Iran on Monday has announced that it had resumed enriching uranium to 20% purity, far beyond the limits laid out in the 2015 nuclear deal, in a move likely to further escalate tensions with the United States.
Iran also seized a South Korean-flagged chemical tanker on Monday, according to semi-official Iranian news agencies, for “creating environmental and chemical pollution in the Persian Gulf.”
Both moves came a day after the one-year anniversary of the US killing of top Iranian general Qasem Soleimani, and less than three weeks before the end of Donald Trump’s presidency, reports CNN.
As tensions continue to rise, President Trump directed the Pentagon to keep a US aircraft carrier in the Middle East, reversing a decision to send it out of the region last week.
An Iranian government spokesman said Monday that experts had restarted uranium enrichment toward a 20% target at its underground Fordow nuclear facility, according to semi-official news agency Mehr and state news agency IRNA.
Iran currently enriches its uranium stockpile up to around 4.5%, which is above the 3.67% cap imposed by the 2015 pact with world powers, but far short of the 90% that is considered weapons-grade. Iran has continually denied it intends to assemble nuclear weapons.
The country had informed the International Atomic Energy Agency (IAEA) of its intent to enrich uranium at 20%, IAEA spokesman Fredrik Dahl told CNN on Friday. On Monday morning, government spokesman Ali Rabiei said it started the enrichment process a “couple of hours ago” in the Fordow site, noting that the first UF6 enriched uranium would be produced in a few hours, IRNA said.
A challenge from Iran
The development poses a challenge for US President-elect Joe Biden, who has pledged to reinstate the deal after he takes office on January 20. President Trump walked away from the agreement in 2018, instead restarting sanctions on the Iranian regime.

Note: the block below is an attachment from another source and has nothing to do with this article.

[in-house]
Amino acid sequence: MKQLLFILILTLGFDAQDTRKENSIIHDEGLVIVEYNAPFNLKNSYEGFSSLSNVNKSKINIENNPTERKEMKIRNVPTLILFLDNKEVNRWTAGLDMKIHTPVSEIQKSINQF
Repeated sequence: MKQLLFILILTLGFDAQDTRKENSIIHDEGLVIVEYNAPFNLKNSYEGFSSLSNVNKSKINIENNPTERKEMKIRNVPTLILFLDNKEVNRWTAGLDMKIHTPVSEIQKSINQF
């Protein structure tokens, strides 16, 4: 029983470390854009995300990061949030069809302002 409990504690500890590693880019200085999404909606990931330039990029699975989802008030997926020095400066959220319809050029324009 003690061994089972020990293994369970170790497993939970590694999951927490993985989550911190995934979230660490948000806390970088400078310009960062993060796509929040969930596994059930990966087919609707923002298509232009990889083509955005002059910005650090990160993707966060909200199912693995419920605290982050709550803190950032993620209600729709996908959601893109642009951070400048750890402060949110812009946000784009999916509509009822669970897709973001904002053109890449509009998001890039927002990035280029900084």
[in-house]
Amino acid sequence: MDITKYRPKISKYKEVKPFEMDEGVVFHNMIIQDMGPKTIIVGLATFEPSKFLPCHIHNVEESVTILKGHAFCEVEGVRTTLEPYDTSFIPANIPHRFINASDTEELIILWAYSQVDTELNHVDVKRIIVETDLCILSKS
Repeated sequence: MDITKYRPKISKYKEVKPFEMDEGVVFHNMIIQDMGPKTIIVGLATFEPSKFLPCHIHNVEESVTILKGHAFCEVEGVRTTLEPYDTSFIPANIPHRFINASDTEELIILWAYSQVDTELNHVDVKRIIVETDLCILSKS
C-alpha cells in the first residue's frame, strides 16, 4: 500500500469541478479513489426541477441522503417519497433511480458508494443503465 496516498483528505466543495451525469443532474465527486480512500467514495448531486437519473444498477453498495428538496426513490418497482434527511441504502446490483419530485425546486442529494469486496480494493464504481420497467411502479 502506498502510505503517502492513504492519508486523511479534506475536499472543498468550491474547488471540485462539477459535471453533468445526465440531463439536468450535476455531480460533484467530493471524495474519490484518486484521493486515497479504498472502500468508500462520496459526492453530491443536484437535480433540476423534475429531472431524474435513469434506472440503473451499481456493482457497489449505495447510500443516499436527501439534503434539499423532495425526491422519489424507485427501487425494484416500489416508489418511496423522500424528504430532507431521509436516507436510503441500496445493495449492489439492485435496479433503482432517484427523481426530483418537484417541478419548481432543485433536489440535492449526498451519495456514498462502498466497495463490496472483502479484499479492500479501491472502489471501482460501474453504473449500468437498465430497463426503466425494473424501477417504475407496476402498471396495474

The ramp-up came after Iran’s parliament passed a law last month to boost uranium enrichment to pre-2015 levels and block nuclear inspections if sanctions are not lifted. The bill was approved in the wake of the assassination of Iran’s chief nuclear scientist Mohsen Fakhrizadeh in November.
“The law obliges the Atomic Energy Organization of Iran to produce at least 120 kg of 20% enriched uranium annually and store it inside the country,” the Mehr news agency reported.
Iran seizes chemical tanker
Meanwhile, Monday, news agencies and the Dryad Global firm reported that Iran had seized a chemical tanker bearing the South Korean flag.
“Reporting indicates that the South Korean flagged Chemical Tanker HANKUK CHEMI (IMO:9232369) has likely been detained by Iranian forces in the Straits of Hormuz while inbound to Fujairah,” Dryad Global said.
South Korea sent its Cheonghae anti-piracy unit to the Strait of Hormuz in response, its Ministry of Defense said, adding that there were 20 crew on board including five South Koreans.
A “vessel that was sailing near Oman sea of the Hormuz waters on January 4 afternoon is moving to the Iranian waters following Iranian authorities’ request,” the ministry said in a statement.
US to keep aircraft carrier in the region
Acting US Secretary of Defense Christopher Miller ordered the USS Nimitz to return to the Middle East following a White House meeting Sunday, a senior defense official told CNN.
The decision reversed Miller’s order last week to send the aircraft carrier out of the region and home, in part, to send a de-escalation signal to Iran amid rising tensions between Washington and Tehran.
One defense official says Miller’s idea of de-escalation had not been adopted as a formal, approved policy. It took top commanders by surprise, several defense sources said. US Central Command wanted the carrier to stay in the region because of the policy of Iran deterrence.